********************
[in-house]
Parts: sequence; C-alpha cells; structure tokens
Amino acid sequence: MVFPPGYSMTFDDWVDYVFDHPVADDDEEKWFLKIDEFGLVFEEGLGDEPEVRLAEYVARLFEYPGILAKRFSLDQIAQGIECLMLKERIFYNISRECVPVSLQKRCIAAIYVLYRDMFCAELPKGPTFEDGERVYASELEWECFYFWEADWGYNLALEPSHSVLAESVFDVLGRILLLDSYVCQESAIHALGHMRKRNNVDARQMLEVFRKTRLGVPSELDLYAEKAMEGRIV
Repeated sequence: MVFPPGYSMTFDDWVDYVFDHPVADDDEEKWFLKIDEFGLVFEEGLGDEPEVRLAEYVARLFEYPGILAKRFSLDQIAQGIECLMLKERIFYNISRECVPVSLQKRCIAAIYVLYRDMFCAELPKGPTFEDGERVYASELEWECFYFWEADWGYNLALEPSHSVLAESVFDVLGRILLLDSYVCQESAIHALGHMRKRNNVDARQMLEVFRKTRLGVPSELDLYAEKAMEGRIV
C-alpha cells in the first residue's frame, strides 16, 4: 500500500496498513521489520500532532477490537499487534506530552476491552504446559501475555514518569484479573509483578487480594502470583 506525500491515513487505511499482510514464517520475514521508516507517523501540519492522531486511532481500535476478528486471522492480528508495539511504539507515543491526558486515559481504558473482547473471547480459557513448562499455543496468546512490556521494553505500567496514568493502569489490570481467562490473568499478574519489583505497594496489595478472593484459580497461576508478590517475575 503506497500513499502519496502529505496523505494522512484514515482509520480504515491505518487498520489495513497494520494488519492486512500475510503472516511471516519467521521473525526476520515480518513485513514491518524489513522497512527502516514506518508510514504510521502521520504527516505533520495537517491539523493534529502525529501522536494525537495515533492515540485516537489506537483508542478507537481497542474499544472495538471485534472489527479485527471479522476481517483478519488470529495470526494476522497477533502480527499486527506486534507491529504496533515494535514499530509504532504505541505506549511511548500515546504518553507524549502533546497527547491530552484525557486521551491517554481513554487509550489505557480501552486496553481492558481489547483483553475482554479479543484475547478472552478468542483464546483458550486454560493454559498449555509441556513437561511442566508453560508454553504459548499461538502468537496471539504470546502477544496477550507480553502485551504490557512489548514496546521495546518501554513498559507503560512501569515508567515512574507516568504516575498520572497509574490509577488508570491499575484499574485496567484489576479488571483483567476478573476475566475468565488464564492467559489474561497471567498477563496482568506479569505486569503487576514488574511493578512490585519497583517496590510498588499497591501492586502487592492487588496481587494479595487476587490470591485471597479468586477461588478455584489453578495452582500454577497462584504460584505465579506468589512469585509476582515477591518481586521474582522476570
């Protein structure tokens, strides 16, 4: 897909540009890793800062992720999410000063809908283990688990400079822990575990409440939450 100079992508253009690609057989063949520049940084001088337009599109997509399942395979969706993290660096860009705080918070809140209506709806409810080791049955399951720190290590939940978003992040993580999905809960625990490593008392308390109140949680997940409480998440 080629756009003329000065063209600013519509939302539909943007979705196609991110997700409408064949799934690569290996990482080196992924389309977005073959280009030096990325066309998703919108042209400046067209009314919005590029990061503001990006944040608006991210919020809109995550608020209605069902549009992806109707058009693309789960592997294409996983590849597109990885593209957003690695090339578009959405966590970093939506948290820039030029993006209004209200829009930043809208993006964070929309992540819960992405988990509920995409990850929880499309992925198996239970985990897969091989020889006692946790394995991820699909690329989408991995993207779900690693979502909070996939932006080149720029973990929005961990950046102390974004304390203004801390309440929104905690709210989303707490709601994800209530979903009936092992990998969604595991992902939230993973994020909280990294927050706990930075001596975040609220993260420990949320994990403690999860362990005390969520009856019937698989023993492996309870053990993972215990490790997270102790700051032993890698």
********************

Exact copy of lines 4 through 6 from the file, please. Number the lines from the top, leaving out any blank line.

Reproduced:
Repeated sequence: MVFPPGYSMTFDDWVDYVFDHPVADDDEEKWFLKIDEFGLVFEEGLGDEPEVRLAEYVARLFEYPGILAKRFSLDQIAQGIECLMLKERIFYNISRECVPVSLQKRCIAAIYVLYRDMFCAELPKGPTFEDGERVYASELEWECFYFWEADWGYNLALEPSHSVLAESVFDVLGRILLLDSYVCQESAIHALGHMRKRNNVDARQMLEVFRKTRLGVPSELDLYAEKAMEGRIV
C-alpha cells in the first residue's frame, strides 16, 4: 500500500496498513521489520500532532477490537499487534506530552476491552504446559501475555514518569484479573509483578487480594502470583 506525500491515513487505511499482510514464517520475514521508516507517523501540519492522531486511532481500535476478528486471522492480528508495539511504539507515543491526558486515559481504558473482547473471547480459557513448562499455543496468546512490556521494553505500567496514568493502569489490570481467562490473568499478574519489583505497594496489595478472593484459580497461576508478590517475575 503506497500513499502519496502529505496523505494522512484514515482509520480504515491505518487498520489495513497494520494488519492486512500475510503472516511471516519467521521473525526476520515480518513485513514491518524489513522497512527502516514506518508510514504510521502521520504527516505533520495537517491539523493534529502525529501522536494525537495515533492515540485516537489506537483508542478507537481497542474499544472495538471485534472489527479485527471479522476481517483478519488470529495470526494476522497477533502480527499486527506486534507491529504496533515494535514499530509504532504505541505506549511511548500515546504518553507524549502533546497527547491530552484525557486521551491517554481513554487509550489505557480501552486496553481492558481489547483483553475482554479479543484475547478472552478468542483464546483458550486454560493454559498449555509441556513437561511442566508453560508454553504459548499461538502468537496471539504470546502477544496477550507480553502485551504490557512489548514496546521495546518501554513498559507503560512501569515508567515512574507516568504516575498520572497509574490509577488508570491499575484499574485496567484489576479488571483483567476478573476475566475468565488464564492467559489474561497471567498477563496482568506479569505486569503487576514488574511493578512490585519497583517496590510498588499497591501492586502487592492487588496481587494479595487476587490470591485471597479468586477461588478455584489453578495452582500454577497462584504460584505465579506468589512469585509476582515477591518481586521474582522476570
């Protein structure tokens, strides 16, 4: 897909540009890793800062992720999410000063809908283990688990400079822990575990409440939450 100079992508253009690609057989063949520049940084001088337009599109997509399942395979969706993290660096860009705080918070809140209506709806409810080791049955399951720190290590939940978003992040993580999905809960625990490593008392308390109140949680997940409480998440 080629756009003329000065063209600013519509939302539909943007979705196609991110997700409408064949799934690569290996990482080196992924389309977005073959280009030096990325066309998703919108042209400046067209009314919005590029990061503001990006944040608006991210919020809109995550608020209605069902549009992806109707058009693309789960592997294409996983590849597109990885593209957003690695090339578009959405966590970093939506948290820039030029993006209004209200829009930043809208993006964070929309992540819960992405988990509920995409990850929880499309992925198996239970985990897969091989020889006692946790394995991820699909690329989408991995993207779900690693979502909070996939932006080149720029973990929005961990950046102390974004304390203004801390309440929104905690709210989303707490709601994800209530979903009936092992990998969604595991992902939230993973994020909280990294927050706990930075001596975040609220993260420990949320994990403690999860362990005390969520009856019937698989023993492996309870053990993972215990490790997270102790700051032993890698």